Malcolm Gladwell has certainly been one of the most influential and popular thought-leaders of the last decade. His books The Tipping Point, Blink, Outliers, and What The Dog Saw have all been best-sellers. He’s an eagled-eyed trend-spotter, a fine reporter, and a writer with a clear, compelling style.

But he’s not always right about everything.

In the October 4 edition of The New Yorker, Gladwell’s piece “Small Change” compares the civil-rights activism of the 1960s with activism in the age of Facebook and Twitter. I’ll spare you his entire argument–you can read it for yourself here–but suffice to say that Gladwell is not a believer in the power of social media to effect social change. “(Social media activism) is simply a form of organizing which favors the weak-tie connections that give us access to information over the strong-tie connections that help us persevere in the face of danger,” Gladwell writes. “It makes it easier for activists to express themselves, and harder for that expression to have any impact. The instruments of social media are well suited to making the existing social order more efficient. They are not a natural enemy of the status quo. If you are of the opinion that all the world needs is a little buffing around the edges, this should not trouble you. But if you think that there are still lunch counters out there that need integrating it ought to give you pause.”

Gladwell acknowledges that networks have some advantages–namely, the power to adapt and be resilient “in low-risk situations.” But networks can’t set goals and don’t have any vision. “Car companies sensibly use a network to organize their hundreds of suppliers, but not to design their cars,” he writes.

Ironically, the place Gladwell’s argument breaks down is in that last sentence. Gladwell acts as if the committed organization and the network of loosely affiliated followers are mutually exclusive. He could not be more wrong. In the Age of Social Media, it’s the bold organization that understands and takes advantage of the reach and adaptability of broad social networks that really has the opportunity to change the world.

In effect, Gladwell is comparing apple pie and ice cream–and failing to notice how much more delicious they are when you eat them together. A cyber-revolution would never have worked for Dr. Martin Luther King Jr., Gladwell says. Of course it wouldn’t have–not by itself. But why does he think ¬†all the brave people who marched and demonstrated and sat in would have opted to stay at home and tweet instead of getting involved personally? Surely, Gladwell would admit that the televised reports of civil rights demonstrations helped sway the opinions of people across the nation. Twitter and Facebook are, among other things, great aggregators and disseminators of images and information. It did not take an entire nation sitting at a Greensboro lunch counter to change the world. But it certainly took all of us watching, and caring, and seeing for ourselves the injustice of “separate but equal” to bring about real, lasting change.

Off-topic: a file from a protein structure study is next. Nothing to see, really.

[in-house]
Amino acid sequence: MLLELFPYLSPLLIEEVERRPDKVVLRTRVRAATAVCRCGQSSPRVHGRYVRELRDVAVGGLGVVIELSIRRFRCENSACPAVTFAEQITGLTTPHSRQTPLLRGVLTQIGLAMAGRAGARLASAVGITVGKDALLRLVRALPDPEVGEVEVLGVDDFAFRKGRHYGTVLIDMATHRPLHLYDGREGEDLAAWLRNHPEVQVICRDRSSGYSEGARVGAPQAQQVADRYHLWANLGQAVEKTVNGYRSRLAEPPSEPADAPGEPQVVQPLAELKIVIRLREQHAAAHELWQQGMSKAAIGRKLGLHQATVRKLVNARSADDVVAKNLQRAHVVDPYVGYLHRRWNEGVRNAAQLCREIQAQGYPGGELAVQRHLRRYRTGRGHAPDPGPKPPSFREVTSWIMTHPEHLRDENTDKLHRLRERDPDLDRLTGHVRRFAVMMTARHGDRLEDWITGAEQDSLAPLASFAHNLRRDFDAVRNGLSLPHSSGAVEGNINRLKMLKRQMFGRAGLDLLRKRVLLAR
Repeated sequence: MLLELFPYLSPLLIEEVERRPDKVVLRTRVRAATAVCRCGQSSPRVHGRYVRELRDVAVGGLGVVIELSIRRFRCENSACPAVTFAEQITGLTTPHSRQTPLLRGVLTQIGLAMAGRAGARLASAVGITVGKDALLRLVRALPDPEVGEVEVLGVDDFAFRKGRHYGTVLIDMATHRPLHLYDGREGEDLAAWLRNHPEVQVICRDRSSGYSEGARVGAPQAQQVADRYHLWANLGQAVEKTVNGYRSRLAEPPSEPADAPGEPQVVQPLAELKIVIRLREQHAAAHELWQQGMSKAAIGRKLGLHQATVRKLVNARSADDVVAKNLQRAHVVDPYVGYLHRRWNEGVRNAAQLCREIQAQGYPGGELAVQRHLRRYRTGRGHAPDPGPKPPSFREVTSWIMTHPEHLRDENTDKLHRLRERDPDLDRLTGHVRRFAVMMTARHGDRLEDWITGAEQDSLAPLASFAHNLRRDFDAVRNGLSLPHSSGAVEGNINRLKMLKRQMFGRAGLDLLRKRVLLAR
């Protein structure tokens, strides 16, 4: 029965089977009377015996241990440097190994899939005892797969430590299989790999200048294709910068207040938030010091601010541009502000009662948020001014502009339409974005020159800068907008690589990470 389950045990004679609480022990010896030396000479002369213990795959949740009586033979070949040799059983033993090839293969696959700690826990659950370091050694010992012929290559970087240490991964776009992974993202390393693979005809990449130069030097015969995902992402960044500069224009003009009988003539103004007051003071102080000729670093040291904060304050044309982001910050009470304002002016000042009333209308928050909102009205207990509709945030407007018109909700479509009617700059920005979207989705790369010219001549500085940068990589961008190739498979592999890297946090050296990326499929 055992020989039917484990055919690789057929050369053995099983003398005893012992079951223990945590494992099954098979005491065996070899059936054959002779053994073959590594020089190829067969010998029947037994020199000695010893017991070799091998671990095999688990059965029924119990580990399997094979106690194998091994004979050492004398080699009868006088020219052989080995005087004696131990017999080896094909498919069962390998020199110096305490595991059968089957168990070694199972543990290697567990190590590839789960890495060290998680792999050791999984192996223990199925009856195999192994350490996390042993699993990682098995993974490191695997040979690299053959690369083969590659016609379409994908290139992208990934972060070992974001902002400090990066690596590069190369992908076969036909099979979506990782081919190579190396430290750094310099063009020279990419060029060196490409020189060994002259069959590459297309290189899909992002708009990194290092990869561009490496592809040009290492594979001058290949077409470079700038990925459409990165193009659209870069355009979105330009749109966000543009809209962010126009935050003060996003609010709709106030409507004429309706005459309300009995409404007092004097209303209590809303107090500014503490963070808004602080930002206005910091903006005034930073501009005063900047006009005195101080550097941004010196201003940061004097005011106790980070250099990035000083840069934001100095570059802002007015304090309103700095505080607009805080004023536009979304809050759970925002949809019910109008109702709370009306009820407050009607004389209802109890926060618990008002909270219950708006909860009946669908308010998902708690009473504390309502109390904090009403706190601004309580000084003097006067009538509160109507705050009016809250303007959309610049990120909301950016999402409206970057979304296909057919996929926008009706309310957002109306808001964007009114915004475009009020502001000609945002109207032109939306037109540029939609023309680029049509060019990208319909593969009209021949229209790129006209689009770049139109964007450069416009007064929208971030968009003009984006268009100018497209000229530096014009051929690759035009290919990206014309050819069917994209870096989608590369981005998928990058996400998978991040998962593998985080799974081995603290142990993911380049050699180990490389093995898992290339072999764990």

The Vietnam War was protested by organized anti-war groups. But the war ended when those groups–and the shocking news images and reports from Southeast Asia–influenced a majority of Americans to believe the war was unjust. It took the brave protesters and the broad network stop a war in which 58,000 American soldiers and millions of soldiers and civilians in Vietnam, Laos, and Cambodia lost their lives.

Similarly, it’s going to take all of us–committed people in our communities and larger networks of sympathizers–to challenge the status quo and effect change today. It takes programs like Second Helpings working to fight hunger and empower people–and thousands of people who volunteer bits of their time and donate money to the cause. It takes organizations like the Humane Society to actually save and protect companion animals and educate the public–and the thousands of people who respond to their requests for financial support. It takes grassroots efforts like our own Second Story to reach into our schools and engage our students–and hundreds of others who believe the cause is important enough to support financially and emotionally. Gladwell notes that the 1,282,339 members of the Facebook page of the Save Darfur Coalition have contributed an average of nine cents apiece to the cause. Last time I did the math, that added up to more than $115,000. Which means that if everyone in Indianapolis gave me nine cents, I could help a lot of kids learn to love writing.

(I suppose Gladwell might say that some of the organizations I named above fall into his “buffing around the edges” category, but I’d challenge him to deliver food with me some Friday morning, or review the state of animal welfare in Indianapolis, or step into our public schools. If this is buffing, we could use a heavier grade of sandpaper.)

Social media will never take the place of strong organizations. And Gladwell and Frank Rich are correct in warning against the powersuckering fakes–Democratic and Republican alike–who use social media to bamboozle a gullible populace.

But Twitter didn’t turn us into cowards. And Facebook doesn’t destroy the strong-tie connections we need to change the things that need changing. Some of us will still march in the streets and sit in at the lunch counters–and we’ll use social media to gain support for our causes. The revolution will be tweeted.